Troubling, however was OFCOM’s decision regarding number portability obligations. Specifically OFCOM determined that until the EU decides otherwise, it will only allow customers of PATS services to port their telephone numbers to other PATS services. In so deciding, OFCOM reasoned that portability was the carrot (or stick) that would “encourage” VoIP providers to conform their services to comply with additional PATS obligations — including network reliability obligations, provisioning operator service, offering traditional emergency dialing capabilities, and designing systems that are TTY compatible and offer advanced disability access capabilities such as interactive voice response. Unfortunately, unless reversed, OFCOM’s narrow view of porting obligations is likely to limit the ability of a customer to migrate their telephone number to a VoIP provider.

Moreover, because customers will be unaware (and rightfully unappreciative) of the PATS and non-PATS designations, they will likely face frustration as they get mixed messages from various providers as to whether they are obligated to port or receive ported telephone numbers. In addition, because there is no official list of PATS providers, VoIP providers that self-certify they are PATS may still be subject to delays in getting numbers ported from traditional PATS providers that dispute the basis of a VoIP provider’s self-certification.

To PATS or Not to PATS…
While OFCOM has initiated a new consultation on VoIP and PATS, providers entering the market must carefully consider whether they wish to be deemed as offering PATS or not. While PATS providers are entitled to number porting rights and obligations — PATS providers are also required to subject themselves to numerous obligations that traditional nomadic VoIP providers may find limiting or technically impractical.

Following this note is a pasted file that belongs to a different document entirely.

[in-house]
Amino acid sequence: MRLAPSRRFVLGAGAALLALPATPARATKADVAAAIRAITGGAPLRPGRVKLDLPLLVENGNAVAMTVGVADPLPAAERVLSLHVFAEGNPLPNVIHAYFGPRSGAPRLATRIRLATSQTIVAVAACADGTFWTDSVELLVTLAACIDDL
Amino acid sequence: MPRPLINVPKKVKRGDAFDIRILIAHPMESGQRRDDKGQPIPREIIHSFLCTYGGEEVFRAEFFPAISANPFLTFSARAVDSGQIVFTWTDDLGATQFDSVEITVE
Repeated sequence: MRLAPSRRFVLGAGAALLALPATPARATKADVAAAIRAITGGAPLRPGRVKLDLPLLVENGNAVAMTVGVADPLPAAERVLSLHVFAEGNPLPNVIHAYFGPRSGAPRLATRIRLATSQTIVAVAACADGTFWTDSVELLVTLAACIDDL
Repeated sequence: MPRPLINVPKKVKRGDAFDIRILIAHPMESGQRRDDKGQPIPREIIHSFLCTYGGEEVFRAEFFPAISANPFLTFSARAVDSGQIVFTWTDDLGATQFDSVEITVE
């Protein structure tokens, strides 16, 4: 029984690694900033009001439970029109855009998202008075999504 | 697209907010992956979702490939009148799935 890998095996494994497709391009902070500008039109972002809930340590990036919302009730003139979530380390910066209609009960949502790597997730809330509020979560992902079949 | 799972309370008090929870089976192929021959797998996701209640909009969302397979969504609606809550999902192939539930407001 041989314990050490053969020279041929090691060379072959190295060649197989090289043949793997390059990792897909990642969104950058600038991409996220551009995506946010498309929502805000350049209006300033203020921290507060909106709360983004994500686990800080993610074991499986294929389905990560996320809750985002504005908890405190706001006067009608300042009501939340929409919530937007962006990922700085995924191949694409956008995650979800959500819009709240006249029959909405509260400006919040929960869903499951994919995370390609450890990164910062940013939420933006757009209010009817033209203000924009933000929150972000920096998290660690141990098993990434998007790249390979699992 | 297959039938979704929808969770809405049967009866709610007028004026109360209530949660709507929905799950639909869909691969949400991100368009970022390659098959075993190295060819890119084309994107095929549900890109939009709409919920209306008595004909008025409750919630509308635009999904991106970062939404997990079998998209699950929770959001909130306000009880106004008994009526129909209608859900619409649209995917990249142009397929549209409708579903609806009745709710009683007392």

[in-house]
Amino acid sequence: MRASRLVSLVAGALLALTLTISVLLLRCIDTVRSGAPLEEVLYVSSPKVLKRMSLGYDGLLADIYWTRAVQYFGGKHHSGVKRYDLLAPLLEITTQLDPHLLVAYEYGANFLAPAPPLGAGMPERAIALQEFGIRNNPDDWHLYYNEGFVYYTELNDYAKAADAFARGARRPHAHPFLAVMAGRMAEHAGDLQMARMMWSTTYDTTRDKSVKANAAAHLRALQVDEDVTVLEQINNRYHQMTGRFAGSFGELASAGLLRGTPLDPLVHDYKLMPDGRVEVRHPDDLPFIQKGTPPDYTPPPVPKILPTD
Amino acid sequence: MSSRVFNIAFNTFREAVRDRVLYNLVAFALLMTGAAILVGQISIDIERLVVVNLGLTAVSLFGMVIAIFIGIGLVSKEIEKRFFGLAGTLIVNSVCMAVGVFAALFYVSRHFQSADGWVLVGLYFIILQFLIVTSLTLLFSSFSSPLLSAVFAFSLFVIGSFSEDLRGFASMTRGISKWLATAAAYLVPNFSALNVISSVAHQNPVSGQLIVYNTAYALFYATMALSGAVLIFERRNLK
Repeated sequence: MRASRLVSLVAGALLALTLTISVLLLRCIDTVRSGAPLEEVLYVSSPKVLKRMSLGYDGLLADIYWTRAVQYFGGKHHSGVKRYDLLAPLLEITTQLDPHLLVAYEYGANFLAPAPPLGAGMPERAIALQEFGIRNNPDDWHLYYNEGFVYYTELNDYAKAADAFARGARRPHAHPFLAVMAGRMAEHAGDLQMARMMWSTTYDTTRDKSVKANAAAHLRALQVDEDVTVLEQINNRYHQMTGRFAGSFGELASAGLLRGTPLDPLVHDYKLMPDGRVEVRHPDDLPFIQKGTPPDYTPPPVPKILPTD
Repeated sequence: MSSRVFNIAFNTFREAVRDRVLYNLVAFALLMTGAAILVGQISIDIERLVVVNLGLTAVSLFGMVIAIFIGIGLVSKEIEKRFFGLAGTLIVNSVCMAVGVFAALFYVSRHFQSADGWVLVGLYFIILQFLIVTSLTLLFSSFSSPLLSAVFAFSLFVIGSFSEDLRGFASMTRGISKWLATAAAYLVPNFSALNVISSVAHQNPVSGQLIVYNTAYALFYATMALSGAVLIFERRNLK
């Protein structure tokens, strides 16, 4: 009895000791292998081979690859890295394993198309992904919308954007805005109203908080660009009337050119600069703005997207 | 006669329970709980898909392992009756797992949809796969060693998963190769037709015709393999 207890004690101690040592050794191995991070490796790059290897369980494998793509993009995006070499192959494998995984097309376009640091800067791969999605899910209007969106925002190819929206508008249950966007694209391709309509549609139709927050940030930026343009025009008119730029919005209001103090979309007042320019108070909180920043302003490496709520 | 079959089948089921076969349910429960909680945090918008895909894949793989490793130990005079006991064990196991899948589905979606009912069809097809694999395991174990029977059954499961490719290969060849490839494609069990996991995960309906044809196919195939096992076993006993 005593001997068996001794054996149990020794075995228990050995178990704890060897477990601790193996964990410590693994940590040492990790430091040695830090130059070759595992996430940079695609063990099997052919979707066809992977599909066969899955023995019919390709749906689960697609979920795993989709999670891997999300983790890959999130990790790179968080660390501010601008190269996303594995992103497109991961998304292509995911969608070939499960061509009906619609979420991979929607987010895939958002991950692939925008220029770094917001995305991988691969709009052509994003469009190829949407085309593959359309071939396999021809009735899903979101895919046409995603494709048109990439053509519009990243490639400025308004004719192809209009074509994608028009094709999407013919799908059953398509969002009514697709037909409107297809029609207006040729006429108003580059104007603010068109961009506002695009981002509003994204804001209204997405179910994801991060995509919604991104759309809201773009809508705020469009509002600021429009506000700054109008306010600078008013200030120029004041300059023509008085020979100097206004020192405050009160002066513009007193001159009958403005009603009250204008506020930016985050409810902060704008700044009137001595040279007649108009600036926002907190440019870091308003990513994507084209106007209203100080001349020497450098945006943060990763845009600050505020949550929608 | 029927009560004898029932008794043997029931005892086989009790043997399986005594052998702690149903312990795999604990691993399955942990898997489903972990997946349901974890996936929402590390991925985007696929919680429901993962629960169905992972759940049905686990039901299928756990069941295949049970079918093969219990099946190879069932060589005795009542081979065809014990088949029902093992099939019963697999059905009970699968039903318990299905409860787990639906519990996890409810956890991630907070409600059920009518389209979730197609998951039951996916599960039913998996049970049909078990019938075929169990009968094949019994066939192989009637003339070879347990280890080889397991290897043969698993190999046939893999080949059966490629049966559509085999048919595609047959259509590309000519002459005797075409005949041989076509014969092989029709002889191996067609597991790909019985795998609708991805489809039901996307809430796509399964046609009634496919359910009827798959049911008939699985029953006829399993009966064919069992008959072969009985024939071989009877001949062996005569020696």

For example, as a PATS provider, a company will be required, among other things, to provide:

  • Access to Emergency Call Numbers: This includes ensuring that any end-user can access emergency organizations by using the emergency call numbers “112” and “999” free of charge. In addition, to the extent technically feasible, shall make available the caller location to the emergency organizations.
  • Operator Assistance, Directories, and Directory Enquiry Facilities: PATS providers must ensure that any end-user can access operator assistance services and directory assistance services. In addition, a PATS provider must supply each subscriber with a directory (i.e., white pages) containing all telephone numbers in the subscriber’s local area.
  • Special Measures for End-users with Disabilities: PATS providers shall provide deaf and hard of hearing consumers with access to relay services and offer special technical accommodations to consumers who are blind or ave sight deficiencies.

EU Activity in 2004
While OFCOM’s framework provides some exciting opportunities for VoIP providers offering services in the UK (such as the ability to receive direct number assignments and non-geographic area codes) the rules suggest that further rule revisions on number portability, 999, and network reliability requirements will be forthcoming in the next several months. In addition, because OFCOM’s rules and other member state frameworks are subject to the outcome of the larger EU proceeding it appears likely that European providers of VoIP will have to wait till 2005 before a clearer regulatory framework emerges.

William B. Wilhelm is a Partner in the firm of Swidler Berlin Shereff Friedman, LLP. For more information, please visit www.swidlaw.com. The preceding represents the views of the author only and does not necessarily represent the views of Swidler Berlin Shereff Friedman, LLP or its clients.